Overheads Reduction for IS-IS Enabled Spine-Leaf Networks
draft-chen-isis-sl-overheads-reduction-01

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Network Working Group                                            Z. Chen
Internet-Draft                                                     X. Xu
Intended status: Standards Track                     Huawei Technologies
Expires: January 4, 2018                                    July 3, 2017

       Overheads Reduction for IS-IS Enabled Spine-Leaf Networks
               draft-chen-isis-sl-overheads-reduction-01

Abstract

   When a Spine-Leaf topology adopts the Intermediate System to
   Intermediate System (IS-IS) routing protocol, the Leaf node receives
   Link State Packets (LSPs) from all the other nodes thus having the
   entire routing information of the topology.  This is usually
   considered unnecessary and costly.  This document describes a
   solution to this problem by utilizing IS-IS's inherent multi-level
   and area partition features, which requires that an IS-IS router
   SHOULD check a level-1 LSP's area addresses before advertising it to
   a neighbor.

Requirements Language

   The key words "MUST", "MUST NOT", "REQUIRED", "SHALL", "SHALL NOT",
   "SHOULD", "SHOULD NOT", "RECOMMENDED", "MAY", and "OPTIONAL" in this
   document are to be interpreted as described in RFC 2119 [RFC2119].

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   This Internet-Draft is submitted in full conformance with the
   provisions of BCP 78 and BCP 79.

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   This Internet-Draft will expire on January 4, 2018.

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Copyright Notice

   Copyright (c) 2017 IETF Trust and the persons identified as the
   document authors.  All rights reserved.

   This document is subject to BCP 78 and the IETF Trust's Legal
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   described in the Simplified BSD License.

Table of Contents

   1.  Introduction  . . . . . . . . . . . . . . . . . . . . . . . .   2
   2.  Solution Description  . . . . . . . . . . . . . . . . . . . .   3
     2.1.  Area Address Assignment . . . . . . . . . . . . . . . . .   3
     2.2.  Area Address Checking . . . . . . . . . . . . . . . . . .   5
     2.3.  Default Route Advertising . . . . . . . . . . . . . . . .   7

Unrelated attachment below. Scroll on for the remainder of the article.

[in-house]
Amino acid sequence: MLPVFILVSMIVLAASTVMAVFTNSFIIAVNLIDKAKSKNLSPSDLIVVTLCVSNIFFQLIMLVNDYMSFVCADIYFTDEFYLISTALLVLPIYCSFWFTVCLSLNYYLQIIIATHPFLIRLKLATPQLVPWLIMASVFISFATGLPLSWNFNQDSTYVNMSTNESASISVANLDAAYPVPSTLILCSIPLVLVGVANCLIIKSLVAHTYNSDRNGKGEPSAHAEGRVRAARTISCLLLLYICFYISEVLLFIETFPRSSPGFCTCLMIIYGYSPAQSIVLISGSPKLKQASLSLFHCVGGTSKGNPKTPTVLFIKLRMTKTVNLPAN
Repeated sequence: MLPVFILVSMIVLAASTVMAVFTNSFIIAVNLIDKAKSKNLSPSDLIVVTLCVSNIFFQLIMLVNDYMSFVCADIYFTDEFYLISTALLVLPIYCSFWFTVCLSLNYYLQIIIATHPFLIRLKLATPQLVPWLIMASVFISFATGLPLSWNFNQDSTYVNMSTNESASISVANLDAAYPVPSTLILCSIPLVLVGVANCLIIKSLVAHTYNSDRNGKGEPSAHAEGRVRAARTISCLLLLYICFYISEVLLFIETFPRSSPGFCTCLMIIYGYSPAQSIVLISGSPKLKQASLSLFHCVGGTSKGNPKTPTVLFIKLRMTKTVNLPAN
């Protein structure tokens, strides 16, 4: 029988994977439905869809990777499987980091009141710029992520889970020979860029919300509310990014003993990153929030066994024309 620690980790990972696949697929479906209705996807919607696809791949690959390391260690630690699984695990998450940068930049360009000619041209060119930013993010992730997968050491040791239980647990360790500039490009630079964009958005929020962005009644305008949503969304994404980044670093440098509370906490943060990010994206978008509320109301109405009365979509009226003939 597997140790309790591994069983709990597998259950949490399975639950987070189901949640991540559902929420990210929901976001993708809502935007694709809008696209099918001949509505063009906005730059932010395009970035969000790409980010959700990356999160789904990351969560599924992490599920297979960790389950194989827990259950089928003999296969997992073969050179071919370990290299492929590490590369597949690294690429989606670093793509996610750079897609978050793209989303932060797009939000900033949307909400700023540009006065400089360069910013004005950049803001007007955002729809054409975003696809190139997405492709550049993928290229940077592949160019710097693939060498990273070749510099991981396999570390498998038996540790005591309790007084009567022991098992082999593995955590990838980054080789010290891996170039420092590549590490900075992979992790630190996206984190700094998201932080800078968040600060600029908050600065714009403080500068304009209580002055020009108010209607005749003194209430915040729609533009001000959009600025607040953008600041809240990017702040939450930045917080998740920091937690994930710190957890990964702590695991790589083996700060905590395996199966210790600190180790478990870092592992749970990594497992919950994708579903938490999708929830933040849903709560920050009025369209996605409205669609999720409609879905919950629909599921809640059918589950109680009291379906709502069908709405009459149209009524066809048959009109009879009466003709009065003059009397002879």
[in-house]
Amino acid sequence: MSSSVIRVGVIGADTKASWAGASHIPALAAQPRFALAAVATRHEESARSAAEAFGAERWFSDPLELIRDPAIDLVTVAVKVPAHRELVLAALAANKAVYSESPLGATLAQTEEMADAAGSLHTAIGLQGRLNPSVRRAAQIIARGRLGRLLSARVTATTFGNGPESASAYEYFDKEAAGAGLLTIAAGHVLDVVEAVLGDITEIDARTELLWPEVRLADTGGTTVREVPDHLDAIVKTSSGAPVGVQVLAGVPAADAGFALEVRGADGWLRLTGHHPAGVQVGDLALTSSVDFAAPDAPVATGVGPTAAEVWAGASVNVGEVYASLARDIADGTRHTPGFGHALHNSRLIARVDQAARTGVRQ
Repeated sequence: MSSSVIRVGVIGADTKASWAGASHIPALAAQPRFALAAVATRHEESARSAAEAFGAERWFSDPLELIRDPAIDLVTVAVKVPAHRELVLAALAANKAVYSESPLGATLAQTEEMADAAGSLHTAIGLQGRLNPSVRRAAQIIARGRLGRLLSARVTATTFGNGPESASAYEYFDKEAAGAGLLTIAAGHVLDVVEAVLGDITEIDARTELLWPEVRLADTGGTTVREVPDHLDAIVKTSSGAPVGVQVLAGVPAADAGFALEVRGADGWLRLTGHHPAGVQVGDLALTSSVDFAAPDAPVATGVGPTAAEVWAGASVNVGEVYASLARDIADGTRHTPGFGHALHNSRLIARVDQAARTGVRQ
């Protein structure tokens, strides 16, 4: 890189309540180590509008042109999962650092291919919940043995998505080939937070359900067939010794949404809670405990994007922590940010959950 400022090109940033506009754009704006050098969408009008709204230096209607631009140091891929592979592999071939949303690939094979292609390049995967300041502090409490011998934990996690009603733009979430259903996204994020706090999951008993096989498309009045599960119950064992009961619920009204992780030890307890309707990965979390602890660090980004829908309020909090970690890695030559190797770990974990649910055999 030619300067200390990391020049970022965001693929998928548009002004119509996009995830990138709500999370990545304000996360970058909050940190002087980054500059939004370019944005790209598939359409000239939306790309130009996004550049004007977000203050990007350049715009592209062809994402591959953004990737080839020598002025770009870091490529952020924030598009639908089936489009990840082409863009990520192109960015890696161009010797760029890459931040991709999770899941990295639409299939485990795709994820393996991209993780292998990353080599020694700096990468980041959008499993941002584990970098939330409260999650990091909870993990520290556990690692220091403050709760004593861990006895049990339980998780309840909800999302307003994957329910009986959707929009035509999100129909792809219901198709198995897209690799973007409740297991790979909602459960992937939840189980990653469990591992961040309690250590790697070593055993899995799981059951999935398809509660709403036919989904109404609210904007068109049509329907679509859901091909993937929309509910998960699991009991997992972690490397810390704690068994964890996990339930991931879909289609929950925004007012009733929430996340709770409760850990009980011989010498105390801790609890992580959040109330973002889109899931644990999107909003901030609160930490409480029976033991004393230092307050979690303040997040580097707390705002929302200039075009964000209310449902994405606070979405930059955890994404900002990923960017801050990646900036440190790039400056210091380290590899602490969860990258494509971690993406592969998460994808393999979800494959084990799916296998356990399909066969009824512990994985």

3.  Compatibility . . . . . . . . . . . . . . . . . . . . . . . .   7
     3.1.  Overlapping Areas Use Case  . . . . . . . . . . . . . . .   7
     3.2.  Maximum Area Addresses  . . . . . . . . . . . . . . . . .   7
   4.  IANA Considerations . . . . . . . . . . . . . . . . . . . . .   8
   5.  Security Considerations . . . . . . . . . . . . . . . . . . .   8
   6.  Acknowledgements  . . . . . . . . . . . . . . . . . . . . . .   8
   7.  Normative References  . . . . . . . . . . . . . . . . . . . .   8
   Authors' Addresses  . . . . . . . . . . . . . . . . . . . . . . .   8

1.  Introduction

   Spine-Leaf topology (a.k.a., CLOS topology) is widely used in today's
   datacenter and campus networks.  When the Spine-Leaf topology runs
   the Intermediate System to Intermediate System (IS-IS) routing
   protocol, each Leaf node receives Link State Packets (LSPs) from all
   the other nodes thus having the entire routing information of the
   topology.  This is usually considered unnecessary and costly because
   the Leaf node only needs to know its default gateways (i.e., the
   Spine nodes it connects to) and the LSPs generated by the other Leaf
   nodes bring little benefit for it to forward traffic.

   To avoid Leaf nodes from learning the unnecessary LSPs from one
   another, [IS-IS-SL-Extension] proposes a new TLV attached to the IS-
   IS Hello (IIH) PDU to carry an router's role (i.e., Spine or Leaf) in
   the topology.  The Spine nodes then prevent all LSPs from being sent

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   to the Leaf nodes, and each Leaf node sets the Spine nodes it
   connects to as its default gateways.

   This document proposes another solution to this problem, which
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